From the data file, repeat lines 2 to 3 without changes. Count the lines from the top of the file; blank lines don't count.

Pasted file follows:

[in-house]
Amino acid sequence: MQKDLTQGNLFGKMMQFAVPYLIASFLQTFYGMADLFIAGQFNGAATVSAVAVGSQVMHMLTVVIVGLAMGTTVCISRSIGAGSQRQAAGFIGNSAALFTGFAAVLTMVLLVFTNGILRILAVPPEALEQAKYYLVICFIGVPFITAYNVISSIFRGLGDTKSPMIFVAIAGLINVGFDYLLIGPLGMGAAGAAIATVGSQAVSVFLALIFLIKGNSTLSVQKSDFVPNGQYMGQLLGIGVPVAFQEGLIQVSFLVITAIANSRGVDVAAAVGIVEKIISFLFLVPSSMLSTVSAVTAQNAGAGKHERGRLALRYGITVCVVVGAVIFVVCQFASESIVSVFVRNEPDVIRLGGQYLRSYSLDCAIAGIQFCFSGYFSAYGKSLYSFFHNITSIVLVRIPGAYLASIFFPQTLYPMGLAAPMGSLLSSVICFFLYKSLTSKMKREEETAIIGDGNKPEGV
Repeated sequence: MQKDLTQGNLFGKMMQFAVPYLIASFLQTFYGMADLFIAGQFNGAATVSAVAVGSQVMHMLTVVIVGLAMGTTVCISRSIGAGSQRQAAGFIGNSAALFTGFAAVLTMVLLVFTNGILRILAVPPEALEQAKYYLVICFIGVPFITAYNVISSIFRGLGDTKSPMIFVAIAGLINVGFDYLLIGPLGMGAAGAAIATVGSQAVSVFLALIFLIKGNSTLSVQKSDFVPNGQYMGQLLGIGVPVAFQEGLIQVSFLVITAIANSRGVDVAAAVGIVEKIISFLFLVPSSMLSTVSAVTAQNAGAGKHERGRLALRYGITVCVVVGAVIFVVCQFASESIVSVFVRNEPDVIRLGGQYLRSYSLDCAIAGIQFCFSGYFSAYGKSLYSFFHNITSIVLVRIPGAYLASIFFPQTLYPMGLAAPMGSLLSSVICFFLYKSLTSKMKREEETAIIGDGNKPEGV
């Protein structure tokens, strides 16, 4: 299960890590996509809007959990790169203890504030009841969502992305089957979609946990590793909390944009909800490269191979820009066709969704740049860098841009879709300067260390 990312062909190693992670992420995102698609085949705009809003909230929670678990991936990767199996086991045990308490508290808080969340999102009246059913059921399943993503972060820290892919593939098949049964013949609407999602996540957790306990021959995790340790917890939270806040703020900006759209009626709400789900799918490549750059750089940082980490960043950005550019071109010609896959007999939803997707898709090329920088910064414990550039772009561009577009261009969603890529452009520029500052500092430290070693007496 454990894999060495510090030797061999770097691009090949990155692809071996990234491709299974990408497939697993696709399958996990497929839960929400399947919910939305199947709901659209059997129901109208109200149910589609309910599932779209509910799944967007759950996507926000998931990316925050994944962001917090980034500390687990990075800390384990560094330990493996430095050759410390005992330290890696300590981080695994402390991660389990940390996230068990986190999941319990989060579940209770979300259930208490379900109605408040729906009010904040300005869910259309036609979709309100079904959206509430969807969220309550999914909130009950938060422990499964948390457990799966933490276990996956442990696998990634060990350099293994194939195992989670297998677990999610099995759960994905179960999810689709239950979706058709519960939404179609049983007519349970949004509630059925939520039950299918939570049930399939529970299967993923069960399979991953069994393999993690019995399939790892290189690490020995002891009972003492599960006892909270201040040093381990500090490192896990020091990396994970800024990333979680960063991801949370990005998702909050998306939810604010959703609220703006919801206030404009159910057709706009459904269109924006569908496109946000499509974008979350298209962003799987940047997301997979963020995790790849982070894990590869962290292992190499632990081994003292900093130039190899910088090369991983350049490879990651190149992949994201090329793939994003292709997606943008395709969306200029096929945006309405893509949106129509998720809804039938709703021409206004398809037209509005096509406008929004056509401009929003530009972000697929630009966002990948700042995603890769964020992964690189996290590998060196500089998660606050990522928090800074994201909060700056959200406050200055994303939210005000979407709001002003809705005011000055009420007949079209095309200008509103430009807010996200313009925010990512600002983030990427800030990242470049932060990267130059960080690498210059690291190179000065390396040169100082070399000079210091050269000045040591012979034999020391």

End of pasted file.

Amino acid sequence: MQKDLTQGNLFGKMMQFAVPYLIASFLQTFYGMADLFIAGQFNGAATVSAVAVGSQVMHMLTVVIVGLAMGTTVCISRSIGAGSQRQAAGFIGNSAALFTGFAAVLTMVLLVFTNGILRILAVPPEALEQAKYYLVICFIGVPFITAYNVISSIFRGLGDTKSPMIFVAIAGLINVGFDYLLIGPLGMGAAGAAIATVGSQAVSVFLALIFLIKGNSTLSVQKSDFVPNGQYMGQLLGIGVPVAFQEGLIQVSFLVITAIANSRGVDVAAAVGIVEKIISFLFLVPSSMLSTVSAVTAQNAGAGKHERGRLALRYGITVCVVVGAVIFVVCQFASESIVSVFVRNEPDVIRLGGQYLRSYSLDCAIAGIQFCFSGYFSAYGKSLYSFFHNITSIVLVRIPGAYLASIFFPQTLYPMGLAAPMGSLLSSVICFFLYKSLTSKMKREEETAIIGDGNKPEGV
Repeated sequence: MQKDLTQGNLFGKMMQFAVPYLIASFLQTFYGMADLFIAGQFNGAATVSAVAVGSQVMHMLTVVIVGLAMGTTVCISRSIGAGSQRQAAGFIGNSAALFTGFAAVLTMVLLVFTNGILRILAVPPEALEQAKYYLVICFIGVPFITAYNVISSIFRGLGDTKSPMIFVAIAGLINVGFDYLLIGPLGMGAAGAAIATVGSQAVSVFLALIFLIKGNSTLSVQKSDFVPNGQYMGQLLGIGVPVAFQEGLIQVSFLVITAIANSRGVDVAAAVGIVEKIISFLFLVPSSMLSTVSAVTAQNAGAGKHERGRLALRYGITVCVVVGAVIFVVCQFASESIVSVFVRNEPDVIRLGGQYLRSYSLDCAIAGIQFCFSGYFSAYGKSLYSFFHNITSIVLVRIPGAYLASIFFPQTLYPMGLAAPMGSLLSSVICFFLYKSLTSKMKREEETAIIGDGNKPEGV